Spy found himself being harassed by a misguided bartender in Wanchai this week. He was being encouraged to drink a rum called “Ron De Jeremy Reserva”. Spy, being a grizzled man of the world, knows that Mr Jeremy has led an even seedier life than a high yield bond salesman. With advertising, association with a celebrity can be a good thing: Standard Life and tennis superstar Andy Murray: Good. Aged, revolting adult movie star and premium rum: Bad.
Spy hears that Mark Serocold, head of private bank sales at Neuberger Berman in Hong Kong, is relocating back to London. After five years in the Fragrant Harbour, Mark is taking on a UK intermediary sales role. Vincent Lim, Mark’s counterpart in Singapore is taking on his duties, in addition to his own and will probably be seen more frequently in Hong Kong thinks Spy.
Specialist UK fund manager, Castlestone Management has hired Matt Denness to be regional manager in Southeast Asia, notes Spy. Matt, based in Malaysia, represented Hansard International for a decade. Matt will be promoting Castlestone’s emerging market, precious metals and equity income funds.
UBS AM had 35 Asia hires last year across nearly all departments, said Rene Buehlmann, head of Asia-Pacific, who by the way is now celebrating 25 years — at the same firm. (UBS offered him a job way back when he was a young soccer player on the Swiss national team). In 2016, his firm plans to launch Hong Kong-domiciled ETFs, though he doesn’t think the passive products will catch on fast with retail investors. “I think more and more they’ll have a place in discretionary portfolios.” His trend words for this volatile year: “smart beta” and “unconstrained”.
“People outside China think the economy is either booming or collapsing, said Bin Shi, who manages the UBS China Opportunity Fund (which won a Platinum award in the FSA Fund Awards). China is not collapsing, he said. It’s carrying on as usual while transitioning to a new economy. “People from the West tend to think transitions happen in orderly steps. One-two-three,” he said. “In Asia, change is not linear. China might go from zero to 3. It can be a challenge for us to explain that to Western investors.”
Are Hang Seng’s customers put off by recent volatility? It seems not, according to their top ten bestselling fund list of Q1 2016: not a single one is an ultra low-risk fund. Half the funds are rated High Risk (4/5) or Very High Risk (5/5). The top two bestsellers: Allianz European Equity Dividend Class Am Dis and Amundi HK – Balanced Fund Class Classic USD – Distribution. Three of the top 10 invest in Greater China and not a single one of the funds is positive year-to-date.
Spy notes wryly that DBS Bank has long promoted itself as “Southeast Asia’s largest bank” and was traditionally SE Asia’s most valuable, too. With 280 branches, it certainly has deep and broad reach. One area that it can’t boast any longer is market cap. DBS hit a five-year high share price of S$21.09 last year, but has been hammered steadily since. It is now trading down approximately 30% from that high at S$13.64 as of this morning, giving it a market cap of $24.1bn (S$34bn). That share price fall has meant that Indonesian giant, PT Bank Central Asia has eclipsed it with a $24.2bn (327trn IDR) market cap.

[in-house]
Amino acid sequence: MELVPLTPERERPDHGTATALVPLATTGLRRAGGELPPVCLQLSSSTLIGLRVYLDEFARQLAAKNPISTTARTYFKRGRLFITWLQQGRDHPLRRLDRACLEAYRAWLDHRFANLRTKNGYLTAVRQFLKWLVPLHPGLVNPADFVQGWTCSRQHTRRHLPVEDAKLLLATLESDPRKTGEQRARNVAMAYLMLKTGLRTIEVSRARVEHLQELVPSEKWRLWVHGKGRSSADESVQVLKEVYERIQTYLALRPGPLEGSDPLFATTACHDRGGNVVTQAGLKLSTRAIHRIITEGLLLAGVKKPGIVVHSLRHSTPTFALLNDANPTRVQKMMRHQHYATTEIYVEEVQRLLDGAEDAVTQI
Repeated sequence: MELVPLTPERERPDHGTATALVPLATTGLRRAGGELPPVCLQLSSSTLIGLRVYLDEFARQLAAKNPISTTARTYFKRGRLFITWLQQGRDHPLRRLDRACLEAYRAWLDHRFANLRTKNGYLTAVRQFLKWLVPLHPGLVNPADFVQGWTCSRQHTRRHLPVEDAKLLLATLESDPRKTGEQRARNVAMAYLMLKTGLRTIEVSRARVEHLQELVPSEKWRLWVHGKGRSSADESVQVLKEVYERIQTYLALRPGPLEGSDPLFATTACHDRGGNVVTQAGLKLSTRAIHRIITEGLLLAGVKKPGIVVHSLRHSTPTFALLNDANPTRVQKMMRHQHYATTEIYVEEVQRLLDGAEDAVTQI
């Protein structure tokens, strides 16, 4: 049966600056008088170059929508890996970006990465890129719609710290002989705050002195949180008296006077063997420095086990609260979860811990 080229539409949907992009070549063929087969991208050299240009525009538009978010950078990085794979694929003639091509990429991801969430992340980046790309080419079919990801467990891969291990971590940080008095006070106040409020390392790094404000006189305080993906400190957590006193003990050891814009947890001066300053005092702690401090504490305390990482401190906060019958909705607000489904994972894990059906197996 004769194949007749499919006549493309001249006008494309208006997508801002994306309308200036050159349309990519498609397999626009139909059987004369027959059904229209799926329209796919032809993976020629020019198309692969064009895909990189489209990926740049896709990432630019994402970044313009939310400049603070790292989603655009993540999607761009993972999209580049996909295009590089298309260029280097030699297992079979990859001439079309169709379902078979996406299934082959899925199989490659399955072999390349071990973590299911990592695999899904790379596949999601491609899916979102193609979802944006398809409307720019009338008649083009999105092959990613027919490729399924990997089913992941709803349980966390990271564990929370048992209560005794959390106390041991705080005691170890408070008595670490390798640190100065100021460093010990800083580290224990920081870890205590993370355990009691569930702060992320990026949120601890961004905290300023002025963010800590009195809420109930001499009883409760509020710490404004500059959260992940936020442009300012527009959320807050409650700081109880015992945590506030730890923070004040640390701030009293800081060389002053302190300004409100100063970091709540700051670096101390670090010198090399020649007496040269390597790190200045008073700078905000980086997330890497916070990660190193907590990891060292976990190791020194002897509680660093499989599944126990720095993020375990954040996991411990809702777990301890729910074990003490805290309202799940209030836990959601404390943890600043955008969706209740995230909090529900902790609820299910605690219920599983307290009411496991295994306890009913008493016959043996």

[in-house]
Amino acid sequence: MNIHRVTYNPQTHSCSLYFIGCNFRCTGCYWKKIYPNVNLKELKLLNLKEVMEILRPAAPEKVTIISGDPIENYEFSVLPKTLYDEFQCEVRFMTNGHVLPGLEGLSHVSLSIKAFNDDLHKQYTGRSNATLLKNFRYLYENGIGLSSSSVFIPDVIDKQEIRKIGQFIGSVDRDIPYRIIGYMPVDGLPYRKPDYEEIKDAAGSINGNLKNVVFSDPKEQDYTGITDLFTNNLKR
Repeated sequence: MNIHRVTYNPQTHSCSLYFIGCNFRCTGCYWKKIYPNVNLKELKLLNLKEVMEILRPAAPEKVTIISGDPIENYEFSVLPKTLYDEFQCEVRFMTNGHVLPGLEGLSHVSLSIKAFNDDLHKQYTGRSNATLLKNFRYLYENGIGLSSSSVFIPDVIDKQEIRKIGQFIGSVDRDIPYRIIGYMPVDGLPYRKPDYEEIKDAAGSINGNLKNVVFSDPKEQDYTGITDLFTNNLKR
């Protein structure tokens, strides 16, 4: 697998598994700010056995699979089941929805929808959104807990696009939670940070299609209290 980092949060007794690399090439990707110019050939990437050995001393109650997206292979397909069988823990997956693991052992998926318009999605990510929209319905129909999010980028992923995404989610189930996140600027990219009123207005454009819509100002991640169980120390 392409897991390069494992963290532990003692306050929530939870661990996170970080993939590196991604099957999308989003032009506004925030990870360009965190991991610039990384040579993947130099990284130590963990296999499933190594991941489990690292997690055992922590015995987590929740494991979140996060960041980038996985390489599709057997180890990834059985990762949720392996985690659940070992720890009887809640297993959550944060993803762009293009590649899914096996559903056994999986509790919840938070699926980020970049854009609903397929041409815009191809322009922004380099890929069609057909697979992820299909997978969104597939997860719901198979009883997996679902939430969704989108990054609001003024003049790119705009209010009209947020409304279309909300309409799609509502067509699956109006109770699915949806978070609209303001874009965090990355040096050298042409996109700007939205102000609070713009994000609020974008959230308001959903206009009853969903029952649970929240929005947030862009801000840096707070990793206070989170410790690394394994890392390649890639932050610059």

Maybank seems to be sending mixed messages, according to a correspondent. Anyone visiting Maybanks’s website in Singapore and chooses to visit their Unit Trust page is confronted with an advert, not for a fund of any description, but rather a structured product. Does this signal a lack of commitment to funds or an oversight of the marketing department, wonders Spy?
Spy has always suspected that asset management is often a herd following mentality. A manager comes up with a new idea, and, before you know it, the competition is launching something awfully similar. What about 2016? All Spy is hearing is, ‘We are not sure what to bring to market!’ One long time fund sales person confided to Spy with a lament, “We are in no-man’s land. We are not sure what to promote at the moment.” For Spy’s money, for what it is worth (and there is not much of that), quality income that is sourced from a diverse range of securities sounds about right. Asian investors love income and Hong Kong and Singapore’s property markets are looking more than a bit dodgy. It might persuade condo-loving speculators to try something new.
If fund sales people are feeling a tad gloomy with early year volatility, spare a thought for Singaporean stockbrokers. Trading volumes on the Singapore exchange are truly abysmal and interest is drier than day-old fried rice. One experienced stock broker told Spy, “If you have been in this industry less than 10 years, you will be out of the game soon.” Singapore may have been the private banking market winner over the last five years but Hong Kong and Stock Connect are streets ahead in stock trading activity.
It is club that is growing members nicely, observes Spy, except nobody really wants to be a part of it. I am talking about the negative central bank rate club. Denmark (-0.65%), Sweden (-1.1%), ECB (-0.3%), Switzerland (-0.75%) and Japan (-0.1%) can all have a drink at the bar and discuss pillaging of depositors’ money. Spy will make a prediction: if this carries on much longer, you will see a new type of bank emerge where depositors can place physical cash for storage – like a giant bank-sized safety deposit box; the modern equivalent of a very large mattress. Sound crazy? So did negative Japanese rates a year ago!
Spy’s photographers have spotted the BMO AM tram trundling around Hong Kong promoting their new ETFs launched earlier this week:
Until next week…